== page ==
Trying to find a standard size to practice these oil on canvass board portraits.
This is 5×7″ and I think its too small, just the size of the canvas weave looks huge.
I am going to try 8×10″ next for head and shoulders like this one. That will make the head about 5″. This one is about 3″.
Oil Painting Demo from a live model. 18×24″ Canvas
- Final 3.5 Hrs
- Day One 2.5 Hrs (sorry about the glare)
Venetian Red and White Pastel on Toned Canson Paper 9×12″
Fast lines or plane lines. These lines which escape the subject and go into the ground of the drawing do some interesting work for you.
I didn’t invent this technique, but I was not taught it either. I observed it in auto concept drawings. It seemed like it was a way to accentuate a gentle curve and also to establish a plane in a 2-D rendering. They work well in instances like this model’s hat, to help suggest it is foreshortened, round and flat. It also helps establish that the lines on a given curved surface represent an edge of an object.
Canson toned grey paper 9×12 and 2B Graphite Pencil Layout :25min, 1 sitting.
Rembrandt soft pastels over layout, 1:25 min, 3 sittings.
Scan and Digital touch up with PS 5 , :45 min
At the Art League Tuesday Night 8-23-16
Drawing from the portrait workshop at the Art League. I usually dont get this highly detailed with the shading but I had 3 hours to work it and I am trying some different styles.
Maybe I can work back into this with glazing brushes in PS later and get a painting out of it. That would be interesting to try.
Pastel color is pretty new to me. I dont know the technique to apply to these materials.
So Here is what I learned last night. I used a new sketch book with fairly cheap thin paper, maybe 150 gm with enough tooth to hold the pencil adequately but thats about it. I liad the drawing in on the first pose in 30 min. I should have not done so much shading with the soft 5B pencil because graphite is slick and other media will not stick to it. 1st mistake.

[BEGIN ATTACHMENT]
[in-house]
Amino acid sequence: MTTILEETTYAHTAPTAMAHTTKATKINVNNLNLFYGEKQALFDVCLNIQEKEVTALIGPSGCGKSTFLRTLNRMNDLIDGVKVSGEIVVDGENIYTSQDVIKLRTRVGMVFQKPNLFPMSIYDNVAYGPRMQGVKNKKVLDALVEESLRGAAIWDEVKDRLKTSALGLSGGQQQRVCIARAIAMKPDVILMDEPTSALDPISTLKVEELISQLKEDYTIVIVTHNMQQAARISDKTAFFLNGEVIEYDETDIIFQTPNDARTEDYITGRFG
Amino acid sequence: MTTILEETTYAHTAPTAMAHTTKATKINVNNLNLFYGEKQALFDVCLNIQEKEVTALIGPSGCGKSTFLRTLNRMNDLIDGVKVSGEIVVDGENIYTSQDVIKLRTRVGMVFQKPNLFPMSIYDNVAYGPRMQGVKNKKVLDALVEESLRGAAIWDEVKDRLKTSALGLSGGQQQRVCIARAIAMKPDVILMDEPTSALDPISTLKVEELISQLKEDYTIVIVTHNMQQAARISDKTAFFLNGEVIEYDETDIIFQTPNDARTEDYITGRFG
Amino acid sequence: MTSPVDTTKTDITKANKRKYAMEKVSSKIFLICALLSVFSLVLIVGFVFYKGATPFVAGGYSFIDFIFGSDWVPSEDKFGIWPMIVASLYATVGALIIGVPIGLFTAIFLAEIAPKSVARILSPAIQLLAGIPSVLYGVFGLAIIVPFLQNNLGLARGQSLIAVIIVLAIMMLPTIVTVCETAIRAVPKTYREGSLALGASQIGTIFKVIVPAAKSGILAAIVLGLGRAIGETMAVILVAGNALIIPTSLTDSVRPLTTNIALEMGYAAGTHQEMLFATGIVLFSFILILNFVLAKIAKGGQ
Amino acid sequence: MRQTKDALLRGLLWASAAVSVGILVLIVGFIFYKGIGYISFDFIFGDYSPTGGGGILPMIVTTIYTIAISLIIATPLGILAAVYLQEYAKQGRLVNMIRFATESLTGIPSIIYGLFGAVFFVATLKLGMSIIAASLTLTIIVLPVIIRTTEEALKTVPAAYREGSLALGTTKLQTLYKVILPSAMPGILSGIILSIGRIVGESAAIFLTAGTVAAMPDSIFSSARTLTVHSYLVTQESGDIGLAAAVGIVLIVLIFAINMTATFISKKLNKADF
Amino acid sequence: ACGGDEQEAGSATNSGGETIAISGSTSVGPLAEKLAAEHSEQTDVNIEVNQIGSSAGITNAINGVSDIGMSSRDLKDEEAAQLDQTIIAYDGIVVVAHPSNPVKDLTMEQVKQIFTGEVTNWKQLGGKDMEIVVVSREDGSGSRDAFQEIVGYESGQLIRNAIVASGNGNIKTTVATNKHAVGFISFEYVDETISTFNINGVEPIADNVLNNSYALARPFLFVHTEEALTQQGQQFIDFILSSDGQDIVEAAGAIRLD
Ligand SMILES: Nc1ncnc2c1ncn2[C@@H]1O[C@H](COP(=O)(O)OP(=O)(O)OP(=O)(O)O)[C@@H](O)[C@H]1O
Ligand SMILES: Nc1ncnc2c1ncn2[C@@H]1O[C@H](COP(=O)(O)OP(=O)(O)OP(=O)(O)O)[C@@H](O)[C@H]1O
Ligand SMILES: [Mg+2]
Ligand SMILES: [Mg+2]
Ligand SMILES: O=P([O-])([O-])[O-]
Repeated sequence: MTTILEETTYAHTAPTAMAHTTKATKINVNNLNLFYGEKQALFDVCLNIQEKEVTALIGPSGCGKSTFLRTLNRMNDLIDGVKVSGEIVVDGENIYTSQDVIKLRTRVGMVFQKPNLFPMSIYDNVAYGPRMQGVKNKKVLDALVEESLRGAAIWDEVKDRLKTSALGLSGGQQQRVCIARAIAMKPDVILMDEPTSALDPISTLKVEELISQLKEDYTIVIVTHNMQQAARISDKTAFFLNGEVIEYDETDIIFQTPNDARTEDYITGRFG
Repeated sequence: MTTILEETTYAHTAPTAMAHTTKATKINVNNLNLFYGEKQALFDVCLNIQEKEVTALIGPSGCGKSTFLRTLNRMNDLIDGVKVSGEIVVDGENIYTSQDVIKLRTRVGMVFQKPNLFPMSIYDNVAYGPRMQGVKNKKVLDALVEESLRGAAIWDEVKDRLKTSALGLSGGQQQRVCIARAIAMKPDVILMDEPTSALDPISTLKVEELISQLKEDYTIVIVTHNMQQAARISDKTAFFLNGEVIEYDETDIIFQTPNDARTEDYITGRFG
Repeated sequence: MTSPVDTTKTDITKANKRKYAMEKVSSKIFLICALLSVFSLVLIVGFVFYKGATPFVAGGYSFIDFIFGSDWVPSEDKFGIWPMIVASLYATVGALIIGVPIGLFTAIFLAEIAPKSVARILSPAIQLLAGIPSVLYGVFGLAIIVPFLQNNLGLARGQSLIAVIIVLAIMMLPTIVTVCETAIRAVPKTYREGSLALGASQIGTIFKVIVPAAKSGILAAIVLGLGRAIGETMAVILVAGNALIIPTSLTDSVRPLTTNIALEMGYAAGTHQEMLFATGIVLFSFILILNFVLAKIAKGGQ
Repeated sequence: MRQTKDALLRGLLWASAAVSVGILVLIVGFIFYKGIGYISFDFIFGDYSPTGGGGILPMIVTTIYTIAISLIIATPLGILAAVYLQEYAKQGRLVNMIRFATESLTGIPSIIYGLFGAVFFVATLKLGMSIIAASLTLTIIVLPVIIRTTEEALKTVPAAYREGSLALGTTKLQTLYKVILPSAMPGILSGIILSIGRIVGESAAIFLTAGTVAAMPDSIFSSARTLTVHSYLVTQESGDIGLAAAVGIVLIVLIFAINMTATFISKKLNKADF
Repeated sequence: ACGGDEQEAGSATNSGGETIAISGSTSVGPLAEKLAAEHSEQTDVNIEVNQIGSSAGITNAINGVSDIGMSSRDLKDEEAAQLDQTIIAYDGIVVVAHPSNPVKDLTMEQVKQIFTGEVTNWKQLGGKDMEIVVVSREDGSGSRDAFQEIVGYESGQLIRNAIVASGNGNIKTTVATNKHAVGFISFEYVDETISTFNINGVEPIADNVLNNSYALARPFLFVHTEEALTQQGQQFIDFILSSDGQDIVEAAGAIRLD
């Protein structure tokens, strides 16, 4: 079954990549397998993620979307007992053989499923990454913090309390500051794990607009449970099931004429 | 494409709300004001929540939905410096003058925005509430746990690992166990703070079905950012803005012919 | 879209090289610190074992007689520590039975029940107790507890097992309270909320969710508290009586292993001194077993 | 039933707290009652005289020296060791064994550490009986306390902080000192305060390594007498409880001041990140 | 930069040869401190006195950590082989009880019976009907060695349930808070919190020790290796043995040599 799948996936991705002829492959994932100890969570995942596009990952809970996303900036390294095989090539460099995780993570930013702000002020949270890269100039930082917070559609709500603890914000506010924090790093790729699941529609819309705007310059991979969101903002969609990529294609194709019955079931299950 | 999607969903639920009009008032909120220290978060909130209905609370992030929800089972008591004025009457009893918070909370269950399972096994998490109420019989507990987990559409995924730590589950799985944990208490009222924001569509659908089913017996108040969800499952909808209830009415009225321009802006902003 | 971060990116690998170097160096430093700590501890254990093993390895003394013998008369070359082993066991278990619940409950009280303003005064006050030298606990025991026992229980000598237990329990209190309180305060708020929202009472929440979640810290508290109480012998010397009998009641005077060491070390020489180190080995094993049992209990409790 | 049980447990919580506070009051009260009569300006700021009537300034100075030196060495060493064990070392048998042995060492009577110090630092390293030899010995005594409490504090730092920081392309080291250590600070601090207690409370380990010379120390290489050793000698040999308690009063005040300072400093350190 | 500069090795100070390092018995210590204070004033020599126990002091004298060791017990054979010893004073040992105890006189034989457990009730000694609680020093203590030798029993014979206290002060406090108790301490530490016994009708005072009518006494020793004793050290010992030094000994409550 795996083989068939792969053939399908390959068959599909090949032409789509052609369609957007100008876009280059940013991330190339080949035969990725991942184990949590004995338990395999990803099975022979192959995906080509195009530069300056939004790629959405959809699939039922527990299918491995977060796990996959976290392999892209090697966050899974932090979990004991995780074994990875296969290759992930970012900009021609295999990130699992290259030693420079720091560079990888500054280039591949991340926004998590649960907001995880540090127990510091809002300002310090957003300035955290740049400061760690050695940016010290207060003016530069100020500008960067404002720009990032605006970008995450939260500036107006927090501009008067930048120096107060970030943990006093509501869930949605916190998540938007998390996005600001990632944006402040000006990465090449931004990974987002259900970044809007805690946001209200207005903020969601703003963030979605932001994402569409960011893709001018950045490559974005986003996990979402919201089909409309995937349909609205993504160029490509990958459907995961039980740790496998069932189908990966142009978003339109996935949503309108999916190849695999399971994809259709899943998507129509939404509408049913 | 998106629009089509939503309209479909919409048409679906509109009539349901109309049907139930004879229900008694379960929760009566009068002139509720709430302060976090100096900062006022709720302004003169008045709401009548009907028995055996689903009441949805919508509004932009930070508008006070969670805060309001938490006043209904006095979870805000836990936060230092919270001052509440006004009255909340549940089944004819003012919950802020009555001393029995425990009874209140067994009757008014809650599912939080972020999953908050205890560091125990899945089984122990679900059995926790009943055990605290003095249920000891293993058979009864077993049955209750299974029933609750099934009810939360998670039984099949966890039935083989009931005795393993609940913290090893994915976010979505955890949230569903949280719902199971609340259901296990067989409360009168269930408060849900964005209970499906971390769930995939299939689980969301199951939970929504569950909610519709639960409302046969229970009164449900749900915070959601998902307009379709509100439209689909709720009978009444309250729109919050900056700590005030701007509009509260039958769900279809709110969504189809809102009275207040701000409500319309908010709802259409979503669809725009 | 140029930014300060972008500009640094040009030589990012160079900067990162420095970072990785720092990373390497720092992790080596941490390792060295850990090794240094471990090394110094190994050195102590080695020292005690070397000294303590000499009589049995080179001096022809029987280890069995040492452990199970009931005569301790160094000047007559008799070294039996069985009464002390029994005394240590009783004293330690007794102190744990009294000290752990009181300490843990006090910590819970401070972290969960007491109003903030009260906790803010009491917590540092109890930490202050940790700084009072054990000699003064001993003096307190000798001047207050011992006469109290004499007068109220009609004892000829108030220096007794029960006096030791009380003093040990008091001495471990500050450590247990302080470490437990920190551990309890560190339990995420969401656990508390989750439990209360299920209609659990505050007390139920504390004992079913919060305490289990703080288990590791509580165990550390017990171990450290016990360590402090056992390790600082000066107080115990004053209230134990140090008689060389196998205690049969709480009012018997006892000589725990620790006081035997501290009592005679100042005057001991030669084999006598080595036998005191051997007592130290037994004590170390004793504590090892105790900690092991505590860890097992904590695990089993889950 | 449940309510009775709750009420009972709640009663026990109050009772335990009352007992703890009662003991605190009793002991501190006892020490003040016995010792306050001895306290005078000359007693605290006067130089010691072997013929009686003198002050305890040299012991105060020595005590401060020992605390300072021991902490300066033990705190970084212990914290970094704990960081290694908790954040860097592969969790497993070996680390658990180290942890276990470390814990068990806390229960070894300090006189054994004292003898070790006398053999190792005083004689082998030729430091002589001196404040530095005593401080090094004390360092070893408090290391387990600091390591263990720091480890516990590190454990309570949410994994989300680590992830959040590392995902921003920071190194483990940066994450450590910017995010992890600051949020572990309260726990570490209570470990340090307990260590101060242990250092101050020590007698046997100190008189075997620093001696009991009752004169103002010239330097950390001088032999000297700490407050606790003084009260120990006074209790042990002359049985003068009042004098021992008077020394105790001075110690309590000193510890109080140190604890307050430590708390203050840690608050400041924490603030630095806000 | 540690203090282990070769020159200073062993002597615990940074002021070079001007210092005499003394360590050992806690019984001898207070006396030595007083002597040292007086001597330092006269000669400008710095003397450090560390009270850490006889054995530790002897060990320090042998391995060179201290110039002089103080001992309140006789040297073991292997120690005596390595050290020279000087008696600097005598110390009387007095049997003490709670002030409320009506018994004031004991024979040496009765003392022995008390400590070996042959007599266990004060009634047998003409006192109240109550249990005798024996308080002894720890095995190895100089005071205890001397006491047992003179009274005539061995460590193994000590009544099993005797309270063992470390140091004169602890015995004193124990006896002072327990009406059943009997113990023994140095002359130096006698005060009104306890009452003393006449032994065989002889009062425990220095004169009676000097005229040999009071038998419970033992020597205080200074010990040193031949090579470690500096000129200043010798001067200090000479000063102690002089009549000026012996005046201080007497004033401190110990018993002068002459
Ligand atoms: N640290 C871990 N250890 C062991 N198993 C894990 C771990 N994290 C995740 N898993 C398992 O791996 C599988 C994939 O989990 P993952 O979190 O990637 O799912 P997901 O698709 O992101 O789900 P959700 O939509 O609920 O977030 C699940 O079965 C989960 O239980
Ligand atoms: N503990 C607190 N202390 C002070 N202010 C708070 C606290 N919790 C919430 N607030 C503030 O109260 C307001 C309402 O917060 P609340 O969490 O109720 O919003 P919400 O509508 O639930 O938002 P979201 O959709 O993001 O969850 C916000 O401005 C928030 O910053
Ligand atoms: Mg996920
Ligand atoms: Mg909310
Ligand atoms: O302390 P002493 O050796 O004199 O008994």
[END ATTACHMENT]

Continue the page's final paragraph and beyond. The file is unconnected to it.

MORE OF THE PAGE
I had the soft pastels already laid out in the box as a pallate roughly divided in 2 rows by warm and cool. so I started in on the flesh tones and immediately knew it was going to take the next 1.5 hours of the session just to get enough marks on the paper. I dont like to blend (or rather, I dont know how to do it without turning the color muddy). I had a hard time making the chalk stick to the areas where the graphite was too heavy. I had to borrow some conte crayons in black and red to go back into the outlines and with something that would stick.
I took it home and scanned it. Then bumped up the contrast in PS just enough for the white to stay white and the black and brown area at the bottom of the hair to blend together. Then I took a few of my favorite PS brushes and spent the next hour tightening and highlighting eyes nose and lips.Then blending just enough on the flesh for it to still have drawing marks.The background wall I just filled with a big brush leaving the original colors. I didn’t need the marks there to tell the story.
What I am shooting for is a look like the figure is emerging from shadow, as if emerging from tannic swamp water. No meaning just academic figure work rising from the depth.
This latest test is from a Sunday session with Rembrandt chalk pastels and conte black on toned Canson paper. Then in photoshop painting an oily wet brushy over the highlights and then burn tool the shadows about 70% opacity. I’m pretty happy with the results. I want to get a system going with real paint soon.
Tipping the indicated high lights in photo shop after scanning. I am not getting lead poisoning like the old-timers did when they came back in with a flake white brush and tipped the point with their tongue.
Just to continue to try and lay in color, ANY COLOR as long as the goal value is correct, into the topography. Short poses, 3 min, 15 min face, 30 min body.
9 x 12″ conte and pastel on paper.
The construction of a head or body begins with basic block build-up, then establishment a combination of enclosed shapes within those blocks as planes of light and planes of shadow. Then I find the edge of the shapes but I don’t feel the necessity to refine or even stay within these edges. I just need to know where they are.
Nothing more. I don’t try to draw an eye or a nose.